“I don’t know,” Martha said. “I … I guess I could come … now. Considering that …”
“Considering what?” Harriet asked.
“Nothing,” Martha said. “It’s nothing.”
Harriet did not believe it was nothing. But she also knew Martha tended to be a private person but would spill her guts when the time was right. She’d let the comment go for now.
“Are you sure it would be okay with Henry and Prudence? Won’t they feel imposed upon?” Martha asked.
“They’ll be fine. After all, it was their idea for me to come to live with them. And they must have known I’d want to entertain a houseguest every now and again.”
“I suppose, but I don’t want them to feel put out.”
“They won’t. There’s plenty of room.” Harriet glanced around the small bedroom. It was not the smallest room in the house. The third bedroom, the one Prudence had converted into an office, was by far the smallest room. Harriet’s room was next in line of smallness. Still, it had been a very long time since Harriet had occupied a bedroom that felt so tiny. Finding a way to fit Martha in for a week would take some rearranging. It would be like fitting two feet into the same shoe.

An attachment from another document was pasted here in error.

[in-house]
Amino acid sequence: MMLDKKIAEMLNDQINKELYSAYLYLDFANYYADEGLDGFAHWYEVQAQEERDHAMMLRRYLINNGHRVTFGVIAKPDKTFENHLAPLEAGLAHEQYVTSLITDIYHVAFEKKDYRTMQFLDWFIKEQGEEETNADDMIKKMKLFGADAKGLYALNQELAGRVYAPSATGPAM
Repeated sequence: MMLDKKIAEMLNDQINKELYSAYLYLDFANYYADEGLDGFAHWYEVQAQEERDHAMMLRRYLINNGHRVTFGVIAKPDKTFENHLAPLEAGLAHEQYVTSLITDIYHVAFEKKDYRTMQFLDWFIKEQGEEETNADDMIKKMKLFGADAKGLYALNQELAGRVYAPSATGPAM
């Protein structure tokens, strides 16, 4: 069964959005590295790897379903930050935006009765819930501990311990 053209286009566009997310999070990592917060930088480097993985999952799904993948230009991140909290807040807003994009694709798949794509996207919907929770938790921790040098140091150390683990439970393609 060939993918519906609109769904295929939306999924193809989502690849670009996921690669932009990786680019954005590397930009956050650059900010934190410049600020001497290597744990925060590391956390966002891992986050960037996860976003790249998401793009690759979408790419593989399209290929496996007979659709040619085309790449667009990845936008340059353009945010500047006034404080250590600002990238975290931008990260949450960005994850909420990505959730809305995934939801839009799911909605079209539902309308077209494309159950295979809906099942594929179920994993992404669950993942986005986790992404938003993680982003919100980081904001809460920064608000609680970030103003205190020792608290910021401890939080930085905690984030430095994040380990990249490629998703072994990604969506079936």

“We’ll make it work, somehow,” Harriet said. “I mean, the house is small, but I believe there is always room for friends.” Harriet’s Basset Hound, Humphrey, ambled by and flopped at Harriet’s feet. She reached down and scratched behind his ear. “I’ll talk to them tonight over dinner.”
“As long as you’re sure.”
“I am,” Harriet said. “Now, enough of this worrying. Let’s pick a couple of options for dates so I can clear it with Prudence